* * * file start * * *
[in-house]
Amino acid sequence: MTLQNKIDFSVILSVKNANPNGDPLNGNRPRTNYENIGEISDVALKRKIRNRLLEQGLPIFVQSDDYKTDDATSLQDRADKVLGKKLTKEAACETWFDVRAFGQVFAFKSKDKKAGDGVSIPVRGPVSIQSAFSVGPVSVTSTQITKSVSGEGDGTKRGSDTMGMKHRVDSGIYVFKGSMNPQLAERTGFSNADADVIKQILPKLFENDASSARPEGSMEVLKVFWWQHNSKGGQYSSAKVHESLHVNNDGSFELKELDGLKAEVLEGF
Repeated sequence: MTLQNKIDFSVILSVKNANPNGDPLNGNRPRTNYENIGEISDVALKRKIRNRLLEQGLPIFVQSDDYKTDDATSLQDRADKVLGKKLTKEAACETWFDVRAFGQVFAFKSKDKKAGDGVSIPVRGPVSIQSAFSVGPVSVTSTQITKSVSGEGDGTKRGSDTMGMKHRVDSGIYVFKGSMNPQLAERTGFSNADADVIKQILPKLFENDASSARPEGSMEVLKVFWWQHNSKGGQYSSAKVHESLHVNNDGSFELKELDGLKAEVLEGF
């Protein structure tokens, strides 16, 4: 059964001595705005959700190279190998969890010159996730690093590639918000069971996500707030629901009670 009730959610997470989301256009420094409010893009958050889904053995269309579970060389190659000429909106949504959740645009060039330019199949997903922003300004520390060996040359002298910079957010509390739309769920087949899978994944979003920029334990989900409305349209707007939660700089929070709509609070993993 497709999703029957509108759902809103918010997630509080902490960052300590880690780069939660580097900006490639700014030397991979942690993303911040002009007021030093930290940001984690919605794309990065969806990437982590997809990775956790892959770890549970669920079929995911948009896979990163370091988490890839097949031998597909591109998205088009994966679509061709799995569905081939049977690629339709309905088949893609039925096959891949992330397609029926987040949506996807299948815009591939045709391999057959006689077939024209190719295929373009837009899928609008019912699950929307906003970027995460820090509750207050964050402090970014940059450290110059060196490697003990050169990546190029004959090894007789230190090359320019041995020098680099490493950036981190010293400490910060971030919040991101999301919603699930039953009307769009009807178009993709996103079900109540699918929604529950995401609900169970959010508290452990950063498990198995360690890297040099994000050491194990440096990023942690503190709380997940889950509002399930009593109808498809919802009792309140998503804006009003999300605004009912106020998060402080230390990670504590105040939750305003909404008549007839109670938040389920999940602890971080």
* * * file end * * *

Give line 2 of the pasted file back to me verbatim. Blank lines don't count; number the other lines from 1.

Amino acid sequence: MTLQNKIDFSVILSVKNANPNGDPLNGNRPRTNYENIGEISDVALKRKIRNRLLEQGLPIFVQSDDYKTDDATSLQDRADKVLGKKLTKEAACETWFDVRAFGQVFAFKSKDKKAGDGVSIPVRGPVSIQSAFSVGPVSVTSTQITKSVSGEGDGTKRGSDTMGMKHRVDSGIYVFKGSMNPQLAERTGFSNADADVIKQILPKLFENDASSARPEGSMEVLKVFWWQHNSKGGQYSSAKVHESLHVNNDGSFELKELDGLKAEVLEGF